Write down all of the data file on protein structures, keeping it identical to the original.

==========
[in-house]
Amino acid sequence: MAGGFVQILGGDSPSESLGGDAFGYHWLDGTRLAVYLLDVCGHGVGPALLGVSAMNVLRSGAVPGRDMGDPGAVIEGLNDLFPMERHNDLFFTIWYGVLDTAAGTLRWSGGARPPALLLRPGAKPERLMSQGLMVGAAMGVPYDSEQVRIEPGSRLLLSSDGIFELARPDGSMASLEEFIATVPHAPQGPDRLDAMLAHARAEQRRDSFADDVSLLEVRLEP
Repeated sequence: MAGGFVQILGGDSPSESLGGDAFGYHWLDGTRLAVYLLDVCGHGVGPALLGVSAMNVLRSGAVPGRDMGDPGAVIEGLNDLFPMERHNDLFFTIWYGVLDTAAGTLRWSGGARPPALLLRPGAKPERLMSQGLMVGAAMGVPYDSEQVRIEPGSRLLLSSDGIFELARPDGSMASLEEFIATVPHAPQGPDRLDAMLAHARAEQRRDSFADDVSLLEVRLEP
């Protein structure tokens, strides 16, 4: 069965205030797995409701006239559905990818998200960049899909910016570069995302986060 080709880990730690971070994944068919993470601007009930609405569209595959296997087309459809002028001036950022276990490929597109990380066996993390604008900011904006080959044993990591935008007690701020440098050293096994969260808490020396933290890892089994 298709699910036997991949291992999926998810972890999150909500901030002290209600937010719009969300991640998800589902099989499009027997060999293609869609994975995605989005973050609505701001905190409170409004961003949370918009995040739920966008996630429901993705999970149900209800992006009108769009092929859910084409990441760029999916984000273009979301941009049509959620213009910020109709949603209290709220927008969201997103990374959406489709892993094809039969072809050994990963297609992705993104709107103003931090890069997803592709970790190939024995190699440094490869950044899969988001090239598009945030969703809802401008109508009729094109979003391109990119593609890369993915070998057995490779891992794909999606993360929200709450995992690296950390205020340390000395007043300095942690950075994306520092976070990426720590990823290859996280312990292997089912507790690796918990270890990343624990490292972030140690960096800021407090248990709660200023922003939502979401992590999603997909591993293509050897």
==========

[in-house]
Amino acid sequence: MAGGFVQILGGDSPSESLGGDAFGYHWLDGTRLAVYLLDVCGHGVGPALLGVSAMNVLRSGAVPGRDMGDPGAVIEGLNDLFPMERHNDLFFTIWYGVLDTAAGTLRWSGGARPPALLLRPGAKPERLMSQGLMVGAAMGVPYDSEQVRIEPGSRLLLSSDGIFELARPDGSMASLEEFIATVPHAPQGPDRLDAMLAHARAEQRRDSFADDVSLLEVRLEP
Repeated sequence: MAGGFVQILGGDSPSESLGGDAFGYHWLDGTRLAVYLLDVCGHGVGPALLGVSAMNVLRSGAVPGRDMGDPGAVIEGLNDLFPMERHNDLFFTIWYGVLDTAAGTLRWSGGARPPALLLRPGAKPERLMSQGLMVGAAMGVPYDSEQVRIEPGSRLLLSSDGIFELARPDGSMASLEEFIATVPHAPQGPDRLDAMLAHARAEQRRDSFADDVSLLEVRLEP
């Protein structure tokens, strides 16, 4: 069965205030797995409701006239559905990818998200960049899909910016570069995302986060 080709880990730690971070994944068919993470601007009930609405569209595959296997087309459809002028001036950022276990490929597109990380066996993390604008900011904006080959044993990591935008007690701020440098050293096994969260808490020396933290890892089994 298709699910036997991949291992999926998810972890999150909500901030002290209600937010719009969300991640998800589902099989499009027997060999293609869609994975995605989005973050609505701001905190409170409004961003949370918009995040739920966008996630429901993705999970149900209800992006009108769009092929859910084409990441760029999916984000273009979301941009049509959620213009910020109709949603209290709220927008969201997103990374959406489709892993094809039969072809050994990963297609992705993104709107103003931090890069997803592709970790190939024995190699440094490869950044899969988001090239598009945030969703809802401008109508009729094109979003391109990119593609890369993915070998057995490779891992794909999606993360929200709450995992690296950390205020340390000395007043300095942690950075994306520092976070990426720590990823290859996280312990292997089912507790690796918990270890990343624990490292972030140690960096800021407090248990709660200023922003939502979401992590999603997909591993293509050897």